What Do Romance Languages Have to Do with the Type of Romance Between Lovers?

The word romance can refer to an enchanting quality that makes a heart beat faster, but in linguistics, Romance languages are the Indo-European languages descending from Latin, such as French, Spanish, Italian, and Portuguese. Why is one word used for both?

The link arises from a type of story. Romanz is the Old French term for “verse narrative.” In the 14th century, a romanz was a story told in vernacular (as opposed to Latin) about a chivalric hero’s adventures and quests. Fair maidens, often saved from some sordid fate by the hero, played consistent roles in the stories. The best-known romance of this time is probably Le Morte d’Arthur by Sir Thomas Malory, the story of King Arthur and the Knights of the Round Table. The key to the romanz was that it was written in the language people spoke, the vernacular, or Romantic languages, and the name stuck as the fictional form grew in popularity across Europe.

One of the foundational characters of the romance is Sir Lancelot, who embodies the ideals of courtly love, which is roughly “a highly stylized code of behavior popular chiefly from the 12th to the 14th century that prescribed the rules of conduct between lovers, advocating idealized but illicit love.” This appears to be the link between romantic stories and the idea of romantic love. In short, it’s the first “love story.”

Romance stories had huge popularity through the end of the 17th century, after which they were dismissed as too over the top. Romances were ridiculed in satire such as Cervantes’s Don Quixote. By this time, romance as an idea connoted virtue, noble intentions, and the conquering of good over evil. As a fictional form, it dealt exclusively in ideals.

The idea of courtly love, the kind that makes one swoon from emotion, was attached to the word romance only in the early 20th century. Romance is still held high as an ideal, but it would serve those who love to remember that Lancelot’s story is a classic example of adultery. (Speaking of which, learn the real link between the words “adult” and “adultery,” here. You may be surprised.)

Kohl’s to Open Its First Department Store in Florida.

The Ledger (Lakeland, FL) May 25, 2004 Byline: Rachel Pleasant May 25–Among the handful of tenants officially signed on to the Lakeside Village project, one is a mystery to the Polk market.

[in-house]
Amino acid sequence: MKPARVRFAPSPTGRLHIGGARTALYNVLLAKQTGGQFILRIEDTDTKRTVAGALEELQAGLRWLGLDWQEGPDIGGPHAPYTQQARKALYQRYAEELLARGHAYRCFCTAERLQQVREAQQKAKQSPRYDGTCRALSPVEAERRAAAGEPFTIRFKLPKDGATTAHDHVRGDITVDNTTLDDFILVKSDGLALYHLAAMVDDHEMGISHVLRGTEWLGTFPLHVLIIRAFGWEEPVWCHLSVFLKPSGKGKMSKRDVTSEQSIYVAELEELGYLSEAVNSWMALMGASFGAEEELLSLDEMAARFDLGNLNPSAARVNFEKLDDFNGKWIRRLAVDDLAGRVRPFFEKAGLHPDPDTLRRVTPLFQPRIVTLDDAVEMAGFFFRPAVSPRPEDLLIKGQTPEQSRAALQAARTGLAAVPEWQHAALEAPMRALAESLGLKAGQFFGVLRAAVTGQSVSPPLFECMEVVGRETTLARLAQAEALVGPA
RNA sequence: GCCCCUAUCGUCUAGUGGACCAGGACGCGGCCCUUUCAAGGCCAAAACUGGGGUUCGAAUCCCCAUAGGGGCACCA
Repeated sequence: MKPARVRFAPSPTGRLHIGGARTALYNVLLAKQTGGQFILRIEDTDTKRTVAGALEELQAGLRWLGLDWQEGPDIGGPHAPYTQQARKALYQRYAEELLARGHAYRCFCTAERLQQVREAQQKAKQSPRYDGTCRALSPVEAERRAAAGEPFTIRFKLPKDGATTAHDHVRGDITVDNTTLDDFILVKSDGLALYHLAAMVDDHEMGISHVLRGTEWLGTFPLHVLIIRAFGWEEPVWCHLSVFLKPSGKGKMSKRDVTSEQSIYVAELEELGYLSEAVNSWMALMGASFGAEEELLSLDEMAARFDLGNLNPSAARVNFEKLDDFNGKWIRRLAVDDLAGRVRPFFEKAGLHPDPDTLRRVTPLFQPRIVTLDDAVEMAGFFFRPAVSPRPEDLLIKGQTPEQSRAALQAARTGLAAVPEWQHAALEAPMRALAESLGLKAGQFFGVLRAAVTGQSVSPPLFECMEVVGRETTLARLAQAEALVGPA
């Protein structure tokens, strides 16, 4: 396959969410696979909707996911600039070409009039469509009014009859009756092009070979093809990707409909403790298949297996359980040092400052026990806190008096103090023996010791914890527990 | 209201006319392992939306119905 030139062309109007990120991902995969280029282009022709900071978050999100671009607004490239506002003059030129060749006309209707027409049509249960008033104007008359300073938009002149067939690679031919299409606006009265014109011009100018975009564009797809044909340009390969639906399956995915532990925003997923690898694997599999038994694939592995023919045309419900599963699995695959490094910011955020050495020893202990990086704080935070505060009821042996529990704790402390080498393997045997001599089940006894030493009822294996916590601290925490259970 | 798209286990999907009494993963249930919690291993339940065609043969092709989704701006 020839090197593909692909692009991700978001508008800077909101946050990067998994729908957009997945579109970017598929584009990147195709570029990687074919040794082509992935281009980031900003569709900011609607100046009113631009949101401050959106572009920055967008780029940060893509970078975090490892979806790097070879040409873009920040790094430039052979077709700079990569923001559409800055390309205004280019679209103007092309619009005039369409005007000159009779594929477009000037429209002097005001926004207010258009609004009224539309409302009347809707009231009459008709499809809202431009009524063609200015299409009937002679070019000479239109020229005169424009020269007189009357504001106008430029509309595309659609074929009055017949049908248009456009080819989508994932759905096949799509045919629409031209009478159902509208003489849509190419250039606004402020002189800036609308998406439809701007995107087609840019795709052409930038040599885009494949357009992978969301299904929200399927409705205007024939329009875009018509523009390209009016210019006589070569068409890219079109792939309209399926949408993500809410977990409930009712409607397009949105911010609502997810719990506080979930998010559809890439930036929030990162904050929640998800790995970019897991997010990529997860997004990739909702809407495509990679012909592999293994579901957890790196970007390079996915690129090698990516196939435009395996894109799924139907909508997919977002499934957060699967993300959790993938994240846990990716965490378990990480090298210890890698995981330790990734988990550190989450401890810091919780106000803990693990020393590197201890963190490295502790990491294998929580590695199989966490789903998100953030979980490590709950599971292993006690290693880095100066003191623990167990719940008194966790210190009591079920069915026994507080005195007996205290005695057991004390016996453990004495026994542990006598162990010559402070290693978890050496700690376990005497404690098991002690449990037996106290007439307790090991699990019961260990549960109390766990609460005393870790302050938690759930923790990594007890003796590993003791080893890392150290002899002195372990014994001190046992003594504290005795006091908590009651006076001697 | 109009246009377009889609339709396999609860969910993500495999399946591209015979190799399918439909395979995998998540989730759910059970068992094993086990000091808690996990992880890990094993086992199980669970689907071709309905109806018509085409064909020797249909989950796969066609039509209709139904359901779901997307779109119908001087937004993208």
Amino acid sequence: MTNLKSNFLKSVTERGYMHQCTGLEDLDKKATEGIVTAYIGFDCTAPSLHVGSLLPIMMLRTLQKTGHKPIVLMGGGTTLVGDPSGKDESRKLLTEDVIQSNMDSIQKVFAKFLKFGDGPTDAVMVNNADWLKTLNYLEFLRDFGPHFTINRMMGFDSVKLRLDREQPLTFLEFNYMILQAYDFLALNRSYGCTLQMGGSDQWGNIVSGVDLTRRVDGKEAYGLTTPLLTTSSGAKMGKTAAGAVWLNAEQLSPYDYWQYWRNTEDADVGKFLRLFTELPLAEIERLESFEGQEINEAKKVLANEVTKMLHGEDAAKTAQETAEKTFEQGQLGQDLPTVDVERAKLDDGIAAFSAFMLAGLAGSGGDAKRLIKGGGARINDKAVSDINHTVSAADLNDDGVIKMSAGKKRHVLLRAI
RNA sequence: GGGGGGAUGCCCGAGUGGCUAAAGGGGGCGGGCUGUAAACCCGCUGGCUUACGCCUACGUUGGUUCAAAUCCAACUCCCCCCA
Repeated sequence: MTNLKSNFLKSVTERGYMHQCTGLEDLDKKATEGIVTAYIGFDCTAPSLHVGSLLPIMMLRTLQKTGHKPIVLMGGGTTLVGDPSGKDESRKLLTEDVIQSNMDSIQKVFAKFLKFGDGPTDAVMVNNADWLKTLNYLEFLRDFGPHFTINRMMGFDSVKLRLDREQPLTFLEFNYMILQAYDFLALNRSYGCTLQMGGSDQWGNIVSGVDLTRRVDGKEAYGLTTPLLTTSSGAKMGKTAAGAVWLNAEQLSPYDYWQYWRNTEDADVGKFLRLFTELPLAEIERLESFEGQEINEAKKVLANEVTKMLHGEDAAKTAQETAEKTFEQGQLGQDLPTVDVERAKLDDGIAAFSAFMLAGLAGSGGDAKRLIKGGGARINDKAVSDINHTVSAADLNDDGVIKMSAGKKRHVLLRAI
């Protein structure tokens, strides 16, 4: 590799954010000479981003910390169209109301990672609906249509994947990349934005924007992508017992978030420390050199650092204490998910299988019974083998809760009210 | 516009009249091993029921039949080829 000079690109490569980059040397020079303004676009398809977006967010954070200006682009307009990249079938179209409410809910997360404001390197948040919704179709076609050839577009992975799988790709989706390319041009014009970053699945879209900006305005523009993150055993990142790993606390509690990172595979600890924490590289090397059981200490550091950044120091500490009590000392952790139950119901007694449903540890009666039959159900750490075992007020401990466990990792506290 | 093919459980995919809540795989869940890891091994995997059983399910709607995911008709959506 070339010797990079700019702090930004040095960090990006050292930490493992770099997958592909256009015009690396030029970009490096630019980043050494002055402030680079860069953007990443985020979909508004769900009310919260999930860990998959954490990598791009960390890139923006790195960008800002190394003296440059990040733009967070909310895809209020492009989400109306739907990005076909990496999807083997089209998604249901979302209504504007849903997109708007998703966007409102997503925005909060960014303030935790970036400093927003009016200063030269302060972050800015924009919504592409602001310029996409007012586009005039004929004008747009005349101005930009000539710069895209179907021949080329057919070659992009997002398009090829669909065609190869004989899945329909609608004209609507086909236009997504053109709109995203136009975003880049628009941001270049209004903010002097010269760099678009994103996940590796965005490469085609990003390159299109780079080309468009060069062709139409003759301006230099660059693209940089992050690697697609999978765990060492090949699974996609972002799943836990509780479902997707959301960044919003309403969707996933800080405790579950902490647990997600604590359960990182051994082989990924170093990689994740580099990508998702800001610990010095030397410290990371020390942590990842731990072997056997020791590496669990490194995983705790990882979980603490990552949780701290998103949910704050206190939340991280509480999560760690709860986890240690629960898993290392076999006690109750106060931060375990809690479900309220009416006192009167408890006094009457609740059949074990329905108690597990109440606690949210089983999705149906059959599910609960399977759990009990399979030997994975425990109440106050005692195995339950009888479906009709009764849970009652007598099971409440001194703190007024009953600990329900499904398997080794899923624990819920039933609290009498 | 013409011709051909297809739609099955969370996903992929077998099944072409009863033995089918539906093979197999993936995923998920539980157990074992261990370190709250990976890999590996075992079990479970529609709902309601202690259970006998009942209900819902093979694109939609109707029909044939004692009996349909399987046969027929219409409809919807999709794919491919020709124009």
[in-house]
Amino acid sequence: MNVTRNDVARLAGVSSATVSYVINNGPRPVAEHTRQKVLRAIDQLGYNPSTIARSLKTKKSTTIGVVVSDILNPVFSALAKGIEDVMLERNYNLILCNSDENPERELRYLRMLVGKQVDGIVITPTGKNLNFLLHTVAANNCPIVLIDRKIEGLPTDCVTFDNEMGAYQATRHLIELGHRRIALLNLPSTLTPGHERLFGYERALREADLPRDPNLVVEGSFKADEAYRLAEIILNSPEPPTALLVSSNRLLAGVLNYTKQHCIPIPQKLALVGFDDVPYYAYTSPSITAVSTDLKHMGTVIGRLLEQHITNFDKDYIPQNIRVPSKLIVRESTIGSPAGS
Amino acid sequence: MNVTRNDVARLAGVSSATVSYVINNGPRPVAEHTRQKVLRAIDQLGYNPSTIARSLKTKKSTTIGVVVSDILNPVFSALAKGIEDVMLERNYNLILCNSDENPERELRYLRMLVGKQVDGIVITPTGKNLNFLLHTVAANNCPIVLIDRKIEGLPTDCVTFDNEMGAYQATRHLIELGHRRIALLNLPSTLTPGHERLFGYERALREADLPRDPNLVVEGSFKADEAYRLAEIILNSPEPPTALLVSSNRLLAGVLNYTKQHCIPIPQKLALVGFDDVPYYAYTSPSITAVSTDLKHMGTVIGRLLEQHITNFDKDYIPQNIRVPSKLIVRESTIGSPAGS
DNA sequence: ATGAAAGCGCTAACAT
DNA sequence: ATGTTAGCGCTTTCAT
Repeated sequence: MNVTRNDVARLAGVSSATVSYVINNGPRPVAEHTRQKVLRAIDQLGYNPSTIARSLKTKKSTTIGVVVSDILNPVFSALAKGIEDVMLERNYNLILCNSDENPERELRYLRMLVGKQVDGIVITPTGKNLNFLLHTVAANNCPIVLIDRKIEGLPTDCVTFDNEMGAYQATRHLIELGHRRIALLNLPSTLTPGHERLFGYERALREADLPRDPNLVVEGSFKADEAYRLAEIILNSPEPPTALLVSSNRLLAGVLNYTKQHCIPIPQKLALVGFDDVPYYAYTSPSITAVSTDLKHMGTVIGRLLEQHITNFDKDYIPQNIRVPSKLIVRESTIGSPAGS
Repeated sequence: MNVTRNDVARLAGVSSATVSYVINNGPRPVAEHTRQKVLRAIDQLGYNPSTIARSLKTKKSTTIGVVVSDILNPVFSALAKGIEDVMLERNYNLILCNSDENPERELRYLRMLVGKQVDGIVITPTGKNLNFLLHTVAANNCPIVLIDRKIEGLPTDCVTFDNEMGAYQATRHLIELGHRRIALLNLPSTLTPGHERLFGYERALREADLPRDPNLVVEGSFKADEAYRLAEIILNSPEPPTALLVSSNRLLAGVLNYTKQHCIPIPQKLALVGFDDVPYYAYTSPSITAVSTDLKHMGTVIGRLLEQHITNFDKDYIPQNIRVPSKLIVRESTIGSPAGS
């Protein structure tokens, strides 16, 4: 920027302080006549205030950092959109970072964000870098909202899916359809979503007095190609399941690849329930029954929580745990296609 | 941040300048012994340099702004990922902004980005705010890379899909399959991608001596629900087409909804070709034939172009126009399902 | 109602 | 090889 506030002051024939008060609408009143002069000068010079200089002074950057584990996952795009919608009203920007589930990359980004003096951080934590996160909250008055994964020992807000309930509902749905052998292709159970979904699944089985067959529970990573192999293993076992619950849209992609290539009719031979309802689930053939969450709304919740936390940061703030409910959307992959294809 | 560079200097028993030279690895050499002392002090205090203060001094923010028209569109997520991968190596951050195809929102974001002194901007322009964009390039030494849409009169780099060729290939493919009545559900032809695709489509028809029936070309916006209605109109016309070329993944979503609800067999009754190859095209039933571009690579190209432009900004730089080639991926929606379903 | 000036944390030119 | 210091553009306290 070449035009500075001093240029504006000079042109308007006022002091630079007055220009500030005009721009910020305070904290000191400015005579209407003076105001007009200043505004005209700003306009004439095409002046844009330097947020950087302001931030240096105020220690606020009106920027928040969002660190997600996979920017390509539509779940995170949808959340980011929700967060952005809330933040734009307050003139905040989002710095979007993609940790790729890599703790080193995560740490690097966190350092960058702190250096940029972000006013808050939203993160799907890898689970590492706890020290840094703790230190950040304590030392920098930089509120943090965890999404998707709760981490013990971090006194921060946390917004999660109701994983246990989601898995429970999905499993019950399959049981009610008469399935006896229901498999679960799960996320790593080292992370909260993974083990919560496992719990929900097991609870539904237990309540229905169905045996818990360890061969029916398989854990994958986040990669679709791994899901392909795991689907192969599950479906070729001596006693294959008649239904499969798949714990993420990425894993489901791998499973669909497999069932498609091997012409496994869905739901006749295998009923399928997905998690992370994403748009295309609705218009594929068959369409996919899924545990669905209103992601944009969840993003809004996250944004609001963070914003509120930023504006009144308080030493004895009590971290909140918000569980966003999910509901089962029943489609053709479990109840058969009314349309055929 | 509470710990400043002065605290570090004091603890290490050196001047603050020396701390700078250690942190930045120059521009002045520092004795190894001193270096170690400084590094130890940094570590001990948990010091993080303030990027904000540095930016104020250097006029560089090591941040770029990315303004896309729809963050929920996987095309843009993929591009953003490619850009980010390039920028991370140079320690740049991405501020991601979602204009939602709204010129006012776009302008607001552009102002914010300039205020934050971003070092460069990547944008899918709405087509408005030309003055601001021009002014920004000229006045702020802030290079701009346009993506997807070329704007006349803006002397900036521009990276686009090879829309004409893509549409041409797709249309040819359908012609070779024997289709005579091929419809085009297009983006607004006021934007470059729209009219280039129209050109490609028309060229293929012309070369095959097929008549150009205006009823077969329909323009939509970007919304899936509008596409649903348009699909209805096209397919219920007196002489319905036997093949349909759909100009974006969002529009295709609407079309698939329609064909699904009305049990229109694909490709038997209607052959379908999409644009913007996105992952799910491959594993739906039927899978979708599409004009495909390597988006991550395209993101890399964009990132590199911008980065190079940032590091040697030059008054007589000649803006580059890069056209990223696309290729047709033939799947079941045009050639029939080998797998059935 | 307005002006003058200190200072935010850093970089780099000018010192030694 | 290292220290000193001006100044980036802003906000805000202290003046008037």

Neighboring Tampa and Orlando are home to Bed Bath & Beyond, Talbots and Cobb Theatres and are well-known to Polk residents who’ve managed to cross the county line.

But Kohl’s — a department store chain based out of Menomonee Falls, Wis. — doesn’t have a single location in Florida, leaving many shoppers wondering just what Kohl’s is all about.

For a firsthand look, this reporter recently visited the Kohl’s in Cumming, Ga. — about 45 minutes northwest of Atlanta. First impression is a department store similar to Sears without power tools and lawn mowers. It also has been compared to Mervyn’s, which was an original anchor at Lakeland Square.

The Cumming Kohl’s is located in a shopping area with Super Target, Ross, Pier 1 Imports, Bed Bath & Beyond and Outback Steakhouse.

There are the expected departments: juniors, women’s, men’s and children’s apparel.

Sales are a regular occurrence at Kohl’s. On this visit, shoppers could buy capri pants for half price, colorful camisoles for $6, lightweight white shirts going for 60 percent off and Levi’s jeans selling for $35, marked down from $40. in our site kohls coupon codes

There are big-name brands, including Nike, Reebok, adidas, OshKosh B’Gosh and LEI. But Kohl’s also carries a number of its own brands.

“I think we have a nice mix of national and proprietary brands,” said Dan Whitlock, personnel operations manager at the Cumming store.

Croft & Barrow, a brand found only at Kohl’s, offers, among other items, nifty leather sandals. On this visit, shoppers could pick up a pair for $14.99.

The large shoe department had one unexpected display of technology: Shoes are fastened with digital price tags.

A sales associate explained Kohl’s corporate headquarters programs shoe prices before the store opens.